Victoria’s last remaining privately operated, state-owned hospital will be returned to public management.
The Victorian government will regain full control of Mildura Base Hospital (MBH) after its contract with for-profit company Ramsay Health Care expires in September next year.
The news comes almost four months after a government-commissioned survey revealed close to 90 per cent of Mildura residents wanted the publicly-funded hospital to be run by the state.
“This is finally a signal that we matter and a signal that we’re valued and we’re not second-class citizens of the state,” independent MP for Mildura Ali Cupper told The New Daily on Thursday.
In its transition to public management, the hospital will welcome new doctors, nurses, allied health and support staff.
Its operations will be overseen by a government-appointed board, and the community’s health care needs will be reassessed.
On Friday, the Andrews government will announce $1 million for a regional service plan, which will include a community consultative committee chaired by Ms Cupper.
“People’s safety was being undermined by a responsibility of a company to serve two masters, shareholders and patients,” Ms Cupper said.
“When you try and do that, something’s got to give and our community has been at risk for 20 years as a result of the profit imperative.”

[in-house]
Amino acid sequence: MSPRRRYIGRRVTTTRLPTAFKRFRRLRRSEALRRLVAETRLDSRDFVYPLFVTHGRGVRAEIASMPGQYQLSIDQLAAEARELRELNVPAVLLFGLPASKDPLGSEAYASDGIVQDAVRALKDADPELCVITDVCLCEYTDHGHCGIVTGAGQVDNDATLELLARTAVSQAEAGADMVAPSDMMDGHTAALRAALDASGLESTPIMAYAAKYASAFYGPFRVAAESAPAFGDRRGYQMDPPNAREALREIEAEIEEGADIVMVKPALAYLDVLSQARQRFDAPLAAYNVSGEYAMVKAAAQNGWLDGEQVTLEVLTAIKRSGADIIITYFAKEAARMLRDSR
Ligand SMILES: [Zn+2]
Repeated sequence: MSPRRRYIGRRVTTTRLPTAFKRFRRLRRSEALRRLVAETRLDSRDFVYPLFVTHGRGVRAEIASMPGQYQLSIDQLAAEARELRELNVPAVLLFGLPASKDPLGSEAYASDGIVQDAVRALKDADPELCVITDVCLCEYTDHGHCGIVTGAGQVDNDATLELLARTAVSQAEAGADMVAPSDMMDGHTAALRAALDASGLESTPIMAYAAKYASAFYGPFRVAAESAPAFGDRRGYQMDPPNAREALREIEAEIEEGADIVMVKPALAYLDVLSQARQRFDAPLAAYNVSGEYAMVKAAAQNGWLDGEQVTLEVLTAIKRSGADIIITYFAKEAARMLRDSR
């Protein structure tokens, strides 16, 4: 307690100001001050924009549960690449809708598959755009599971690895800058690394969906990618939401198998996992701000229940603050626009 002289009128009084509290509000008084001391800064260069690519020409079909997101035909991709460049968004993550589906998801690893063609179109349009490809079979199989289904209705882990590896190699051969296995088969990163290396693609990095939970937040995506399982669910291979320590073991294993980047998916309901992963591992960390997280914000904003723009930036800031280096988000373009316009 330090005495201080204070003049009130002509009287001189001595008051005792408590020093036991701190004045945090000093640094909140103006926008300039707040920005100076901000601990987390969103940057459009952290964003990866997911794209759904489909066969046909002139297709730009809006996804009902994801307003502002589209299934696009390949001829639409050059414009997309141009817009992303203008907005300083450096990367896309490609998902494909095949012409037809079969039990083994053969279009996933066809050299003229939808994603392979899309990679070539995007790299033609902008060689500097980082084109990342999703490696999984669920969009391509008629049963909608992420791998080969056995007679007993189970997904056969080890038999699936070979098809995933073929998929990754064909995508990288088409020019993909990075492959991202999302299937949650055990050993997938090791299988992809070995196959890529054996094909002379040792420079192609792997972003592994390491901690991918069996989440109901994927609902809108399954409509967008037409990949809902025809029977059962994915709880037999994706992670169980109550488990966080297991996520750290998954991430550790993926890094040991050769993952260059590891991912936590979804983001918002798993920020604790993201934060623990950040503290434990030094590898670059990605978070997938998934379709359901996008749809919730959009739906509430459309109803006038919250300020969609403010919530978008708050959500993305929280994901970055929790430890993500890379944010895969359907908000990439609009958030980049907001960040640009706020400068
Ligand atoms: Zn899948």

The regional hospital has been allocated more than $124 million for the current financial year – a $7.56 million boost on the previous year.
Premier Daniel Andrews said the hospital will be returning “where it belongs”.
“The community has spoken, and we’ve listened,” he said in a statement.
Mr Andrews will join Health Minister Jenny Mikakos on Friday for the official announcement.
Ramsay Health Care had announced in April a 10-year plan to invest $13 million in the hospital.
But it has come under continued scrutiny for allegedly prioritising profits over patients.
In April, The New Daily revealed a stream of medical negligence allegations from patients, including claims of waking up during surgery, acquiring a permanently disfigured finger, losing a leg and being sent home with a kidney stone.
Former and current staff claimed patients were being unsafely discharged, given wrong prescriptions, subject to elective surgery cancellations, and the temporary shutdown of beds and birthing suites.
MBH chief executive Julia Morgan said Ramsay Health Care was “extremely disappointed” with news of the management change.
“We are very proud of the fact that after almost two decades of Ramsay management, there has not been any major quality, safety or performance issues,” Ms Morgan said in a statement.
The Kennett government privatised MBH in 1998, giving Ramsay Health Care management control since the hospital’s opening in 2000.
The hospital’s annual report revealed MBH made $2.7 million over the past financial year.